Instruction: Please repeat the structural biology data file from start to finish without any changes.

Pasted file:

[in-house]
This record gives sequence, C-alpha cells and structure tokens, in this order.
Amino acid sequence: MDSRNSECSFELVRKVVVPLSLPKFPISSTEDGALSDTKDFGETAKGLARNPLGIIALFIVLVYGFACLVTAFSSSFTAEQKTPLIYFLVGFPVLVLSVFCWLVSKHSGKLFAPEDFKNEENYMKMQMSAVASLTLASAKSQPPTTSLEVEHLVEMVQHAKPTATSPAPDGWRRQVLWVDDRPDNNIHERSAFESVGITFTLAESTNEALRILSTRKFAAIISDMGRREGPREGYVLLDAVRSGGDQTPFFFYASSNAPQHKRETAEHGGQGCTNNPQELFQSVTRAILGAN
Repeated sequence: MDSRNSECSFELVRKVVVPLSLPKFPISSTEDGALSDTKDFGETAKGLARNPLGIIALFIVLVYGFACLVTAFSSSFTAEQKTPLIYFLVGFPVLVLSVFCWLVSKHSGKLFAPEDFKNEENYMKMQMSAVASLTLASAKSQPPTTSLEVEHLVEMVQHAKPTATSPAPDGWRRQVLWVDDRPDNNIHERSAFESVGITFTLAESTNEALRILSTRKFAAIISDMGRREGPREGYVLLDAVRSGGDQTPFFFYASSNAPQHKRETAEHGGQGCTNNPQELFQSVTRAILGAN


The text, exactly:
[in-house]
This record gives sequence, C-alpha cells and structure tokens, in this order.
Amino acid sequence: MDSRNSECSFELVRKVVVPLSLPKFPISSTEDGALSDTKDFGETAKGLARNPLGIIALFIVLVYGFACLVTAFSSSFTAEQKTPLIYFLVGFPVLVLSVFCWLVSKHSGKLFAPEDFKNEENYMKMQMSAVASLTLASAKSQPPTTSLEVEHLVEMVQHAKPTATSPAPDGWRRQVLWVDDRPDNNIHERSAFESVGITFTLAESTNEALRILSTRKFAAIISDMGRREGPREGYVLLDAVRSGGDQTPFFFYASSNAPQHKRETAEHGGQGCTNNPQELFQSVTRAILGAN
Repeated sequence: MDSRNSECSFELVRKVVVPLSLPKFPISSTEDGALSDTKDFGETAKGLARNPLGIIALFIVLVYGFACLVTAFSSSFTAEQKTPLIYFLVGFPVLVLSVFCWLVSKHSGKLFAPEDFKNEENYMKMQMSAVASLTLASAKSQPPTTSLEVEHLVEMVQHAKPTATSPAPDGWRRQVLWVDDRPDNNIHERSAFESVGITFTLAESTNEALRILSTRKFAAIISDMGRREGPREGYVLLDAVRSGGDQTPFFFYASSNAPQHKRETAEHGGQGCTNNPQELFQSVTRAILGAN